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    I have a doubt  with this comparison structure. I don �t really know whether it is possible or not in English, because I have seen it a few times in books but I was taught it in a different way. In Spanish we do use it that way. So I want you to tell me.
   Michael isn �t more experienced than I am.  ( Can we use the comparative form with a negative?  Shouldn �t it be like this
   Michael isn �t as experienced as I am) 

25 Sep 2015      

United Kingdom

Hi curk. Both of those structures are fine. The second one is the usual form. The first one �Michael isn �t more experienced than I am/than me � might be used for emphasis. Someone has claimed that Michael has got more experience than you, and that is far from true!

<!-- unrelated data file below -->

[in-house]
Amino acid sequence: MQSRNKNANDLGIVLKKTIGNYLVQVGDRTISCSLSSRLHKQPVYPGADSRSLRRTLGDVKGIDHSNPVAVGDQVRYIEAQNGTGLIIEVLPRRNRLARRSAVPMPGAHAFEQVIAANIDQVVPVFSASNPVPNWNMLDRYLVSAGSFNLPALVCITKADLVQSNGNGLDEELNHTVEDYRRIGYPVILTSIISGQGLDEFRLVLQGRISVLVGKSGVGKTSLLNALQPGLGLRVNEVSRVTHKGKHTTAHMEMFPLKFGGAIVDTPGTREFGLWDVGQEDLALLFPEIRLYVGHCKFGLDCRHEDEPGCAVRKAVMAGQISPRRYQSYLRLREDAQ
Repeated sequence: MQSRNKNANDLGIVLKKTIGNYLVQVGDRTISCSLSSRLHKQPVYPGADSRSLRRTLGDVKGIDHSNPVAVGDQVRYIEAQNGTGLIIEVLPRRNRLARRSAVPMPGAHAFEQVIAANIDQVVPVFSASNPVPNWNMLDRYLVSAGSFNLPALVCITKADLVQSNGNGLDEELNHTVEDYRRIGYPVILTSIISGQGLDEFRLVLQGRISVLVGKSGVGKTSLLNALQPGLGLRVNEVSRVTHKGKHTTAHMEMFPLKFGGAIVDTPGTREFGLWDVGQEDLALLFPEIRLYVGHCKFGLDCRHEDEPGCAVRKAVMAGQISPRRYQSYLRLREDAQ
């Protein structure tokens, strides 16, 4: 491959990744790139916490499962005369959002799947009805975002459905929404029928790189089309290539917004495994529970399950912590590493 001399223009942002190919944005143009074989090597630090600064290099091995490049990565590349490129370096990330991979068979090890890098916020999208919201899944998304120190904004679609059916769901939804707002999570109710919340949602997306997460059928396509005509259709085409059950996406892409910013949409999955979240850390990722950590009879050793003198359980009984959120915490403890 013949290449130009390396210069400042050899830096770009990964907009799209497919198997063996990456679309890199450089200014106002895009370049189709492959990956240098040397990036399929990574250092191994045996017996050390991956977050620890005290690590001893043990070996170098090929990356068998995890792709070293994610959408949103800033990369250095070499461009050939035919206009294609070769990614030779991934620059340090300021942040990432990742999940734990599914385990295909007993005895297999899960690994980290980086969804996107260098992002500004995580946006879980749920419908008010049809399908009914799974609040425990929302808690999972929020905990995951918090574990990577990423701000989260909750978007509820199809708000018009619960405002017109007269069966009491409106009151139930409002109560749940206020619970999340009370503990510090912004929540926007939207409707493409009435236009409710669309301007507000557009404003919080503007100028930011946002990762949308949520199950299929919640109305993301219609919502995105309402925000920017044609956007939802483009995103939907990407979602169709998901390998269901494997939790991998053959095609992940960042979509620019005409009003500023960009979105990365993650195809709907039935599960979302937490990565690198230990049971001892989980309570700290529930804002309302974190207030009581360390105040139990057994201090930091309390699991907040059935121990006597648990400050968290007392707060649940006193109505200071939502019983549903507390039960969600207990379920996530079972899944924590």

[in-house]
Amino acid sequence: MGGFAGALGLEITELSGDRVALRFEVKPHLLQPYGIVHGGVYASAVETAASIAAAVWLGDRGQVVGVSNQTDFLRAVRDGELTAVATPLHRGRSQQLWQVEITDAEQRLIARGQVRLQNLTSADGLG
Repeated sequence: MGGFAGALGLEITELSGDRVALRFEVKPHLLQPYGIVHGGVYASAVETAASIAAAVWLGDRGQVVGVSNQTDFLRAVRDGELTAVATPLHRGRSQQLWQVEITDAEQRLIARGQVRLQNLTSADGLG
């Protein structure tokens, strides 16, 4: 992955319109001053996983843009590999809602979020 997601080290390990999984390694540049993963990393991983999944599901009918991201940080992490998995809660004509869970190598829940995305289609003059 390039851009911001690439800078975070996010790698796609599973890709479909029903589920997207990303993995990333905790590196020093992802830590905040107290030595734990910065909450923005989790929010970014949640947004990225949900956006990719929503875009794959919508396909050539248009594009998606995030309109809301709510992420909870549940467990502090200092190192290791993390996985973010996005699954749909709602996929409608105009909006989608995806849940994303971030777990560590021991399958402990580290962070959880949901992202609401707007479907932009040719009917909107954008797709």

25 Sep 2015     

United States

To add to cunliffe �s answer, the first sentence, "Michael isn �t more experienced than I am," can mean that your experience and Michael �s experience is equal. In reference to a job, for example, you both worked at the job for five years. It can mean that you have more experience as well.

In the second sentence, "Michael isn �t as experienced as I am," you are definitely claiming that you have more experience. You have been on the job for ten years and Michael for only five, let �s say.

Mathematically, you might express the first as M ≤ I. (M is Michael’s experience; I is your experience). The second would be M < I.

25 Sep 2015     



26 Sep 2015